With persistence key, Shoes of Prey eventually got a “huge lucky break” in the form of Mike Cannon-Brookes as an investor.
“It was incredible to have someone like Mike come to our early board meetings. He knew almost nothing about women shoes, but boy did he have a lot of smart things to say,” Knapp said.
Fast forward to 2016 and the business had raised almost US$26 million in funding, become a fixture in David Jones stores, and expanded into the US. It was around this point at Knapp decided it was time for something different; remaining a shareholder in Shoes of Prey, he moved to begin work on Mottle.
At the moment, Knapp said Mottle is “very experimental” and with it he is playing with “the concept of human connection”.
“To put it another way, I really love it when meet someone wickedly smart who teaches me a timely lesson. In the abstract, that’s what I’m exploring. So far I’ve released two versions of Mottle, and I’ve learned a huge amount. With the next iteration, it might start to make more sense.”
While he said he enjoys “day zero” startups, the experience of launching a company the second time around has been an interesting one for Knapp.
Some things are easier, he admits, like watching your own negative emotions.
“Self doubt, the fear of being wrong, the panic of not making money, confusion about your life’s purpose, and so on…you realise these emotions are normal; you’ll have good days and bad,” he said.
That being said, he reminded, successful companies aren’t built in a day.
“It takes years of persistence to build an overnight success story. Whether Mottle is successful in the long term will simply be a matter of whether I can persist. That’s easier said than done,” he said.
Aside from switching sectors from retail to social media, the other major change in the Mottle experience is the fact Knapp is doing it alone – and it’s this he’s found hardest.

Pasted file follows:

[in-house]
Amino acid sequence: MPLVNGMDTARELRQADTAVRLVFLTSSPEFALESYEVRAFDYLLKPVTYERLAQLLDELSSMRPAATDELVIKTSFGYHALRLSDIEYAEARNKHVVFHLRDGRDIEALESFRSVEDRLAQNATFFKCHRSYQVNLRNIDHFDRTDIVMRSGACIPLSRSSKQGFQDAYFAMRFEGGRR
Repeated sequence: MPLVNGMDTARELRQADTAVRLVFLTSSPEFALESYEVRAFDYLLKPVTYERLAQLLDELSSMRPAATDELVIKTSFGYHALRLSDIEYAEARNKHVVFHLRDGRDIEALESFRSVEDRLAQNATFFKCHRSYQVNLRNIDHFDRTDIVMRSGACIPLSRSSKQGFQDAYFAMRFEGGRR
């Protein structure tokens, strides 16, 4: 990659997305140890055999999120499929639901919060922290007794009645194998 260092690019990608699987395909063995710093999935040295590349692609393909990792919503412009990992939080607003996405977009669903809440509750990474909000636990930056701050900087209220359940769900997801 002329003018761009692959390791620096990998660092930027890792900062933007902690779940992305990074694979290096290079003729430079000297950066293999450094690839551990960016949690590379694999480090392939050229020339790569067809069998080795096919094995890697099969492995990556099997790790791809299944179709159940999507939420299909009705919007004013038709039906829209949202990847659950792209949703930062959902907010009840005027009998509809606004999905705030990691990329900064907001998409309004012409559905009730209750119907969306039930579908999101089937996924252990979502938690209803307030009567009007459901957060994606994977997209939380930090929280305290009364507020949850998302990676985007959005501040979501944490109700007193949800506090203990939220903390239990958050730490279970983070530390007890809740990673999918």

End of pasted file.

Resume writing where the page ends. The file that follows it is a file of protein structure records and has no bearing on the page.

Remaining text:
“Honestly, being a solo founder totally sucks. I wouldn’t recommend it. You need cofounders because starting a company is really hard, and two or three heads is much better than one. I thought it might be easier as a solo founder, but I was wrong. My advice: find people that compliment you.”
It’s these learnings that Knapp is now sharing in his role as entrepreneur in residence at the River City Labs accelerator, and through his workshop, How to build and scale your startup, running October 14-15.
The intense two day course will allow participants to workshop their business with Knapp, covering everything from customer discovery to designing a company culture and mission, hiring and managing your first employees, developing a minimum viable product, technical project management, and more.
“Think of it as your ‘startup orientation’. I really wish something like this existed back when we were starting out,” he said.
In particular, Knapp is eager to push participants to experiment, something he said Shoes of Prey was reasonably good at in its early days, and which he is now rediscovering the joys of as he builds Mottle.
“It’s more than likely your startup idea is wrong in some material way. You need to become disciplined about creating experiments and learning as quickly as you can. Too often I see entrepreneurs spending months, if not years, building the wrong thing. That can spell the end of your startup if you’re not careful,” he said.
With the workshop limited to 12 places, Knapp said participants will be able to learn from each other, and give and receive honest feedback to set them up to go on building for success.